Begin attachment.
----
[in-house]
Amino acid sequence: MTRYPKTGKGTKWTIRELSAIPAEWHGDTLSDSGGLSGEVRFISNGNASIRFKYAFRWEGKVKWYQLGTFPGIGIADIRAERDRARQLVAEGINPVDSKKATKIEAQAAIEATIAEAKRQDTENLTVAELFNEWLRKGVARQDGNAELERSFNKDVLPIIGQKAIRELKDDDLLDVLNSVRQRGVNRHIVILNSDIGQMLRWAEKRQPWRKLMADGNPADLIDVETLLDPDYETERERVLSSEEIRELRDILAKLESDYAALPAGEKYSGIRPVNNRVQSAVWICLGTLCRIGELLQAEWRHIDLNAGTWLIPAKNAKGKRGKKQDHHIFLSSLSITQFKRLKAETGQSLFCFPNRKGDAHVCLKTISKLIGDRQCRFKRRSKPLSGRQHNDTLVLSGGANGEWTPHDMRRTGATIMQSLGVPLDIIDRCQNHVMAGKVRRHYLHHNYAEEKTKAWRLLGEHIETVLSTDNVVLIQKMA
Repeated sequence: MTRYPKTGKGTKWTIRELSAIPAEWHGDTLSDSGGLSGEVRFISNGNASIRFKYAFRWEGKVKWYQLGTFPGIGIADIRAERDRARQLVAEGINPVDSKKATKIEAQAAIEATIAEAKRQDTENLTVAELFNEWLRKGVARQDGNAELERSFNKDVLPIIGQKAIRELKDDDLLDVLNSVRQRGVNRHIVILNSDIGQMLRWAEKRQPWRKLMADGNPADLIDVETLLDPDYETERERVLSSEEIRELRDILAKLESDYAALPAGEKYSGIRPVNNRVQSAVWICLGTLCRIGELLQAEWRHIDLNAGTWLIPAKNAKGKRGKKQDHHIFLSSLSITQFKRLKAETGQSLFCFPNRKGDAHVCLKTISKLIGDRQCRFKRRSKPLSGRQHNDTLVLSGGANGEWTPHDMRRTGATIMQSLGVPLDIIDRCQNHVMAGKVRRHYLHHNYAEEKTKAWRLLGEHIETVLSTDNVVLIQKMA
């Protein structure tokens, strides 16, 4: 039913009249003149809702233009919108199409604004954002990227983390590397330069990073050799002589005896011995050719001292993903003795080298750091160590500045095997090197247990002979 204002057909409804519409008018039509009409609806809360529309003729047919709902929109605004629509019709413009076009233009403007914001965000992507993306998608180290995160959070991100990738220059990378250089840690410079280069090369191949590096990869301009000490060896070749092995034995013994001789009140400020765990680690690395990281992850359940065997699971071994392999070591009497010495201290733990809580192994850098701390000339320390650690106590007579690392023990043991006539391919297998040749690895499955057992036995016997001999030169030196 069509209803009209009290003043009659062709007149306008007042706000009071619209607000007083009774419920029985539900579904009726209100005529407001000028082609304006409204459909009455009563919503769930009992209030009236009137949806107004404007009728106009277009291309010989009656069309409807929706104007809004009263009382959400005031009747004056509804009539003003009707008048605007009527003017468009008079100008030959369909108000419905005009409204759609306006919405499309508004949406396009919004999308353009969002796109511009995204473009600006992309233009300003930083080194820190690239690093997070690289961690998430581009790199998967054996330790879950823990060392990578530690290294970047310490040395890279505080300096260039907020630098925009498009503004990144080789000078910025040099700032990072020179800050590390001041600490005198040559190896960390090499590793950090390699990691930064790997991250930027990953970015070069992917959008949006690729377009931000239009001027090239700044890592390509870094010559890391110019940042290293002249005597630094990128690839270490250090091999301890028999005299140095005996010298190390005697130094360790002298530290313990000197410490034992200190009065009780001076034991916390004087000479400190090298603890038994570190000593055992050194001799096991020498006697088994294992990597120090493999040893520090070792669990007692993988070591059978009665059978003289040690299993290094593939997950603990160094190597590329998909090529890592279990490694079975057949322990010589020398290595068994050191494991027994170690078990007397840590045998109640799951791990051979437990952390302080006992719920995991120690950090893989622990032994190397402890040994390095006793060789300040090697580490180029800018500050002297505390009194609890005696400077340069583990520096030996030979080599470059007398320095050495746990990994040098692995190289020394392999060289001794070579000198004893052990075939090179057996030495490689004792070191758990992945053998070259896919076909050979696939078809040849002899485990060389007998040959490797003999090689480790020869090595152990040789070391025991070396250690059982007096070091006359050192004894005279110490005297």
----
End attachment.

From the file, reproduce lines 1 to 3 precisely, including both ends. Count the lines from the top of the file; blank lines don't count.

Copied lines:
[in-house]
Amino acid sequence: MTRYPKTGKGTKWTIRELSAIPAEWHGDTLSDSGGLSGEVRFISNGNASIRFKYAFRWEGKVKWYQLGTFPGIGIADIRAERDRARQLVAEGINPVDSKKATKIEAQAAIEATIAEAKRQDTENLTVAELFNEWLRKGVARQDGNAELERSFNKDVLPIIGQKAIRELKDDDLLDVLNSVRQRGVNRHIVILNSDIGQMLRWAEKRQPWRKLMADGNPADLIDVETLLDPDYETERERVLSSEEIRELRDILAKLESDYAALPAGEKYSGIRPVNNRVQSAVWICLGTLCRIGELLQAEWRHIDLNAGTWLIPAKNAKGKRGKKQDHHIFLSSLSITQFKRLKAETGQSLFCFPNRKGDAHVCLKTISKLIGDRQCRFKRRSKPLSGRQHNDTLVLSGGANGEWTPHDMRRTGATIMQSLGVPLDIIDRCQNHVMAGKVRRHYLHHNYAEEKTKAWRLLGEHIETVLSTDNVVLIQKMA
Repeated sequence: MTRYPKTGKGTKWTIRELSAIPAEWHGDTLSDSGGLSGEVRFISNGNASIRFKYAFRWEGKVKWYQLGTFPGIGIADIRAERDRARQLVAEGINPVDSKKATKIEAQAAIEATIAEAKRQDTENLTVAELFNEWLRKGVARQDGNAELERSFNKDVLPIIGQKAIRELKDDDLLDVLNSVRQRGVNRHIVILNSDIGQMLRWAEKRQPWRKLMADGNPADLIDVETLLDPDYETERERVLSSEEIRELRDILAKLESDYAALPAGEKYSGIRPVNNRVQSAVWICLGTLCRIGELLQAEWRHIDLNAGTWLIPAKNAKGKRGKKQDHHIFLSSLSITQFKRLKAETGQSLFCFPNRKGDAHVCLKTISKLIGDRQCRFKRRSKPLSGRQHNDTLVLSGGANGEWTPHDMRRTGATIMQSLGVPLDIIDRCQNHVMAGKVRRHYLHHNYAEEKTKAWRLLGEHIETVLSTDNVVLIQKMA